Statkraft’s forecasts in solar is a veritable explosion as regards impartial organisations’ predictions. The International Energy Agency (IEA) expects a somewhat flat development in solar, on par with the 100 GW to be installed this year, ahead of 2050. In comparison, Bloomberg projects in its New Energy Outlook solar demand will rise from 100 GW to 200 GW ahead of 2030, after which demand will fluctuate between 200 GW and 300 GW from 2030 to 2050.
Statkraft, by contrast, expects in exponential increase ahead of 2030, at which time the utility writes that five times the current solar capacity will be installed. Thereafter, demand will plateau somewhat, landing at an annual installation of 600 GW of solar power in 2050.
Hydrogen, much more than hot air
In the transport sector, Statkraft expects a revolution is approaching.
As early as 2025, the utility projects that electric and hydrogen-powered trucks will be competitive with their diesel-fired counterparts, and i 2050 the prediction is that nearly all new passenger cars and about 60 percent of new heavy vehicles will be powered by electricity and hydrogen.
“Hydrogen, however, is a relatively expensive energy form, but we expect that, in parallel with rising ambitions and targets of 90-percent reductions of CO2 emissions, the more expensive technologies will enter the stage,” said Statkraft Senior Vice President of Strategy & Analysis Henrik Sætness.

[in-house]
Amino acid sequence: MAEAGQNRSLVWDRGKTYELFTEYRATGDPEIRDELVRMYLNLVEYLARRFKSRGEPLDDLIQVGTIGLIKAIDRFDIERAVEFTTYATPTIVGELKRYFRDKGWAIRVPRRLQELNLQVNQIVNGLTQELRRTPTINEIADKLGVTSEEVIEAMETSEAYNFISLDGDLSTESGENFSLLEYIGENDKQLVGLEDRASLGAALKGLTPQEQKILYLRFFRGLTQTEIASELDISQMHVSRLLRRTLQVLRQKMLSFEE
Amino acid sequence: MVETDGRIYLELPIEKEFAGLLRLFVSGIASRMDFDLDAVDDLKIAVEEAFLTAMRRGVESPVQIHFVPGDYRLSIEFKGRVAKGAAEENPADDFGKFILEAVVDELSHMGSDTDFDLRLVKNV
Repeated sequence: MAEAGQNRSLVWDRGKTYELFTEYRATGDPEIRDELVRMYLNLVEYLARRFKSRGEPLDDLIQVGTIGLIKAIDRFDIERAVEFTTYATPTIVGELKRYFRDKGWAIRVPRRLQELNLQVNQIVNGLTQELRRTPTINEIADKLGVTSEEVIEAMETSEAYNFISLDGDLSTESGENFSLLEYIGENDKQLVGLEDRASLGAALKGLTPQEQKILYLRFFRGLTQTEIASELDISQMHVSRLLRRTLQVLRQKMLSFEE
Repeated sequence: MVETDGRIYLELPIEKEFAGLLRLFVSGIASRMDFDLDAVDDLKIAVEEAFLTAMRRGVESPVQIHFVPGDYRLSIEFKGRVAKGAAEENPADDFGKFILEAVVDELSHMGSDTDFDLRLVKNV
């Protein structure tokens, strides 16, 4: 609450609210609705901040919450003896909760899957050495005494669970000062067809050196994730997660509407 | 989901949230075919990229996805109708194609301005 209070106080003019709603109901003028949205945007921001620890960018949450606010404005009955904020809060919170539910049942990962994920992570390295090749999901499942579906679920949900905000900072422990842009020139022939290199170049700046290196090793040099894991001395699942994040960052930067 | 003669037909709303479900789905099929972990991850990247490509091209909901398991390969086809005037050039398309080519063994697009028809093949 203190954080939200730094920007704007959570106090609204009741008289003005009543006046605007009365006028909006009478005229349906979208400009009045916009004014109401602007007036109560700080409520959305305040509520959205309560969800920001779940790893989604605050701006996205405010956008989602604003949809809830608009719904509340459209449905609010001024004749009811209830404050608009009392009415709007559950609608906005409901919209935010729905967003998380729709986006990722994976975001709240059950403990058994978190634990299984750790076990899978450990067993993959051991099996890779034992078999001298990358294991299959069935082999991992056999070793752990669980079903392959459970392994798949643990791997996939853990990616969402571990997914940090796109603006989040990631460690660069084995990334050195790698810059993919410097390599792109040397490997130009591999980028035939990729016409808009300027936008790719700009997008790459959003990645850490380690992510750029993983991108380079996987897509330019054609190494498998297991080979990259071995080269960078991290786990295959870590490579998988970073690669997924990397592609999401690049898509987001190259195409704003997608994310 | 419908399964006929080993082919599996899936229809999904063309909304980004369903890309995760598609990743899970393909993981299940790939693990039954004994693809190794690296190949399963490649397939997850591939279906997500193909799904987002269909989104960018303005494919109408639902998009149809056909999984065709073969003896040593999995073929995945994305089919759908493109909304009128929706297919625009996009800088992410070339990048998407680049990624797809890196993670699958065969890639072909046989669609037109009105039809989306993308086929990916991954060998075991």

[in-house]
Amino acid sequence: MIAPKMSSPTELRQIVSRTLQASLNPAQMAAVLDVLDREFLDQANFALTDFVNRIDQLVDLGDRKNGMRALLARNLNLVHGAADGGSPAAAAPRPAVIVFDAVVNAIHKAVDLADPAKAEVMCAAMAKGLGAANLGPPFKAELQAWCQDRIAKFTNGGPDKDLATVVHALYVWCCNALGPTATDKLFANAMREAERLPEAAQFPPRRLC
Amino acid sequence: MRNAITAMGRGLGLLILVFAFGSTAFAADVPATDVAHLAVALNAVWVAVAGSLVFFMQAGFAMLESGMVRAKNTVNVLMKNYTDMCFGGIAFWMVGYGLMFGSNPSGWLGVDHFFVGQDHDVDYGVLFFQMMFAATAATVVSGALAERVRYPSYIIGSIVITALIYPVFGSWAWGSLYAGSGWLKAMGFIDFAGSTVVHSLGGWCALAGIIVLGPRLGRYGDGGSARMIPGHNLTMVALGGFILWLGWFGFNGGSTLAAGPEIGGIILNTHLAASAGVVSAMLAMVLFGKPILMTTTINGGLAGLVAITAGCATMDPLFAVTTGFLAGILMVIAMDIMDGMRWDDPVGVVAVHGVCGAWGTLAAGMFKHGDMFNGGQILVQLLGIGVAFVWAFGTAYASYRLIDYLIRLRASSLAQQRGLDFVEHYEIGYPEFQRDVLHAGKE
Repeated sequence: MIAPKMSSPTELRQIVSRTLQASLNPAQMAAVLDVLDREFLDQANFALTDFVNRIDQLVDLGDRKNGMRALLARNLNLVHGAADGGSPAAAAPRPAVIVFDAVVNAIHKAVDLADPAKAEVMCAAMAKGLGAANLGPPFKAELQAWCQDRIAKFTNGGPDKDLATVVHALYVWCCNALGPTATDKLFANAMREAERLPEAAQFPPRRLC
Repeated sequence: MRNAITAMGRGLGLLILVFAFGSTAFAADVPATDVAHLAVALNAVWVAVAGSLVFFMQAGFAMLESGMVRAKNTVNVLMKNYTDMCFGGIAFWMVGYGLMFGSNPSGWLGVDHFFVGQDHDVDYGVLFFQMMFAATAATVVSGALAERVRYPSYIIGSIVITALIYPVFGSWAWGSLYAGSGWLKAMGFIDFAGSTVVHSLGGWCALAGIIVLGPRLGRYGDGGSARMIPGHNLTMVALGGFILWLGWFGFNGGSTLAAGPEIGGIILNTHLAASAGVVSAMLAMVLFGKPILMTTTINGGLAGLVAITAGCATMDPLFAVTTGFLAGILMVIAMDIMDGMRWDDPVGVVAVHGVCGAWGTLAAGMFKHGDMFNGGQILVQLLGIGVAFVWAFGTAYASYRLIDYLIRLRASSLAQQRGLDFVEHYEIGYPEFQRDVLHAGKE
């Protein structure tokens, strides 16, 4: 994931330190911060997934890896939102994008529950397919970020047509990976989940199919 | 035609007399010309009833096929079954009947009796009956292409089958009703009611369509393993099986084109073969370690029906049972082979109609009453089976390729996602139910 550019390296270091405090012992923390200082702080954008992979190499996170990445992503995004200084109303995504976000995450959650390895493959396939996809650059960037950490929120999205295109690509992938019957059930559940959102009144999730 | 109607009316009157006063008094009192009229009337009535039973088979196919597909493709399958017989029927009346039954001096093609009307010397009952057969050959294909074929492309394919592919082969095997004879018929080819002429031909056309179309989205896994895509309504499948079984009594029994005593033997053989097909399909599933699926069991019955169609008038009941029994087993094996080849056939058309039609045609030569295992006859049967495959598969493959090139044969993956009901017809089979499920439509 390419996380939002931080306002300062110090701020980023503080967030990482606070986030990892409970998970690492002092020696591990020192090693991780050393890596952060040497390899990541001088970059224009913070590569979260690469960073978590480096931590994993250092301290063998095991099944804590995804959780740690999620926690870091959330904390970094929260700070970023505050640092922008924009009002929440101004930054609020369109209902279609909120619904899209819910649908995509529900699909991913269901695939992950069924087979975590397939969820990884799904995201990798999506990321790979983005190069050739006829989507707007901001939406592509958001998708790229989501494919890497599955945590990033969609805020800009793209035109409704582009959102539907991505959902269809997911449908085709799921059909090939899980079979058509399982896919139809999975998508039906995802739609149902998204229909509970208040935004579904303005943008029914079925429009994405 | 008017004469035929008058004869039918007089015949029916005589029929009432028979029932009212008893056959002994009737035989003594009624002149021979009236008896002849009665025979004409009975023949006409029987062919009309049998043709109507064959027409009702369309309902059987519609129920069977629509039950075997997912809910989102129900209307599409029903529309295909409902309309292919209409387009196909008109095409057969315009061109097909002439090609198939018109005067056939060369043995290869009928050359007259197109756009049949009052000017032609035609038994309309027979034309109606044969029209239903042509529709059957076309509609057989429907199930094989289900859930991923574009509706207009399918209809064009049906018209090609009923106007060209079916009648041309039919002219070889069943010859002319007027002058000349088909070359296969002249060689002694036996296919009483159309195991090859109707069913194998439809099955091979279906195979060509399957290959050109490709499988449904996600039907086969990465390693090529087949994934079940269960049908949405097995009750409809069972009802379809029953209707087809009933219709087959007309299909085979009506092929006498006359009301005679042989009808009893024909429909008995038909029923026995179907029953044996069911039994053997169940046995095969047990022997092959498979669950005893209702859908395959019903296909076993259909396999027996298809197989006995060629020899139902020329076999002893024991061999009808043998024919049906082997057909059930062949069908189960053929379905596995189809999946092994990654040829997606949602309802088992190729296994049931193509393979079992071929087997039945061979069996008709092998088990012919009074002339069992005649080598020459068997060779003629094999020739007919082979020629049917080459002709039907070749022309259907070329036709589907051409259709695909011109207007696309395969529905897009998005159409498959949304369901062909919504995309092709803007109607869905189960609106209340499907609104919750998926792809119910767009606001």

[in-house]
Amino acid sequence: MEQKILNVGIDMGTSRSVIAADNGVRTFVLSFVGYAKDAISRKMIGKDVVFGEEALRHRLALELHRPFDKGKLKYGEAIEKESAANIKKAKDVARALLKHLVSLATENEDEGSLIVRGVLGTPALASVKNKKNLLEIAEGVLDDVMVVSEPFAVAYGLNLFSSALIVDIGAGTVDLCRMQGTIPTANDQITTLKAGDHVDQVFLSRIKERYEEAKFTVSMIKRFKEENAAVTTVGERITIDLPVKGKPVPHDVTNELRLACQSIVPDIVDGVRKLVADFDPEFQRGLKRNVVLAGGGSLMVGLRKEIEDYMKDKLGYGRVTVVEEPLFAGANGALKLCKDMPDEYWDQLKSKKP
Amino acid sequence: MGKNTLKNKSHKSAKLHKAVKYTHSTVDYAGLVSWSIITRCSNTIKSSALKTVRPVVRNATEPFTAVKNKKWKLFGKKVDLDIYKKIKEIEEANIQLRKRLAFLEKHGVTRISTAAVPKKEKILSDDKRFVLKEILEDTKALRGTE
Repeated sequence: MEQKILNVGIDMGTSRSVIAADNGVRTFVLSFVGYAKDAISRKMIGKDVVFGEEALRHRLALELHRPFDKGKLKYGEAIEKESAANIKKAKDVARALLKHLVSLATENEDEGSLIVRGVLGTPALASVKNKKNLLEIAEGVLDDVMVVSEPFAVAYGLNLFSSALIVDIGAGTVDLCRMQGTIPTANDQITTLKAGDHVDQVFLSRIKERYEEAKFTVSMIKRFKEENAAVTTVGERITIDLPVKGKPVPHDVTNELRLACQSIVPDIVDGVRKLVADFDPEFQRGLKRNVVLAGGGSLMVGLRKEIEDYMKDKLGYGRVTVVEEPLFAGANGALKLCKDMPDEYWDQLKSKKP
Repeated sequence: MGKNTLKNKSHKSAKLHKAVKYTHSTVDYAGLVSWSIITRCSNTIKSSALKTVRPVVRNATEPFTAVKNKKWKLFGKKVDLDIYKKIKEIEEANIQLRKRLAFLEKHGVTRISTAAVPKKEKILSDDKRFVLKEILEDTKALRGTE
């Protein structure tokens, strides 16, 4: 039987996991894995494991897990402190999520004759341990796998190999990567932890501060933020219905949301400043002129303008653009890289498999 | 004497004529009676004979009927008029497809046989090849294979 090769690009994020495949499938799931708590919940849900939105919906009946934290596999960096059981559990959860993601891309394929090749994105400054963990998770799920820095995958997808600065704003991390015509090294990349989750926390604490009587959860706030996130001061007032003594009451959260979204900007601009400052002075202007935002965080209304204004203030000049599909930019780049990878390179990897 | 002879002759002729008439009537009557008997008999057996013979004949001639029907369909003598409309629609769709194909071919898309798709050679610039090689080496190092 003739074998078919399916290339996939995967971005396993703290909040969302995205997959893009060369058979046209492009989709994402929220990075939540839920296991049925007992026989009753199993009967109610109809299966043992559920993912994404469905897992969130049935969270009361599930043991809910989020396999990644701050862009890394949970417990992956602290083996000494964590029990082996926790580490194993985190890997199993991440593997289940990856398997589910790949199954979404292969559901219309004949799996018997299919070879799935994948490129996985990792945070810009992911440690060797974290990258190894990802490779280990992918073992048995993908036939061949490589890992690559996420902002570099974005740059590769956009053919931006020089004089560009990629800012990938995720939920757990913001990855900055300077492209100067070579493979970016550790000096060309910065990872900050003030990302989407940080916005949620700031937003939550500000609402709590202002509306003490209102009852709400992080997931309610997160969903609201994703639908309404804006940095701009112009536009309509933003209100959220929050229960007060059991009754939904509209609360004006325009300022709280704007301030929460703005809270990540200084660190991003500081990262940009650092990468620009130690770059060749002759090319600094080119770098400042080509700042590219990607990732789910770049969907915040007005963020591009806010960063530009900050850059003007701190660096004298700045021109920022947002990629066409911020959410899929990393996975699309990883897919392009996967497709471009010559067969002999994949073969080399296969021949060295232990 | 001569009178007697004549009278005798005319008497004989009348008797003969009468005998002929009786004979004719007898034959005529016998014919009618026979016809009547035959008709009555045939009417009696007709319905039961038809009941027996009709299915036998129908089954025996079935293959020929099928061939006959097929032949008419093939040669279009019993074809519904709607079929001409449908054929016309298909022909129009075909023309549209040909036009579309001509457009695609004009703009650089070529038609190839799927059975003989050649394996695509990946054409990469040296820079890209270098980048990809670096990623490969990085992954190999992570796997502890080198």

A large part of the transition will, according to Statkraft, be carried by the free market and price developments in renewable versus fossil energy. But if temperature increases are to be kept below 1.5 degrees and climate change-related expenses minimized, this will demand acceleration in both business and policy, according to Sætness.
“If the energy markets are to succeed in keeping below 1.5 degrees, all initiatives must increase, and they must be implemented even sooner than planned. Our analysis shows that the 1.5-degree target is achievable, but this is urgent and will take a considerable effort from both politicians and businesses,” said Henrik Sætness.
According to Statkraft, it will take 1 per cent of the world’s GDP to keep the temperature increase below 2 degrees, while another 1 per cent would have to be invested to keep it below 1.5 degrees.
Key figures from the Low emission scenario
- The price of solar power will drop 50 percent ahead of 2050 (it has already dropped 90 percent during the past decade)
- The price of wind power will drop 40 percent ahead of 2050 (it has already dropped 70 percent during the past decade)
- There will be 30 times as much solar and eight times as much wind power in the world by 2050 as there is today
- From 2035, solar will be the world’s primary energy source. The world double its energy consumption in 2050 compared to today
- Electric passenger cars and trucks will mean the transport sector will use twenty times as much energy in 2050 as the current level
- The energy sector will emit 44 percent less CO2 in 2050 than it currently does. Gas will be the major CO2 emitter of the future energy sector
- The world will be 62 percent more energy-efficient in 2050. Source: Statkraft, Globale energitrender og norske muligheter 2019
Read the full report (in Norwegian)
EnergyWatch (subscription required)
American Public Power Association (publicpower.org) at Unsplash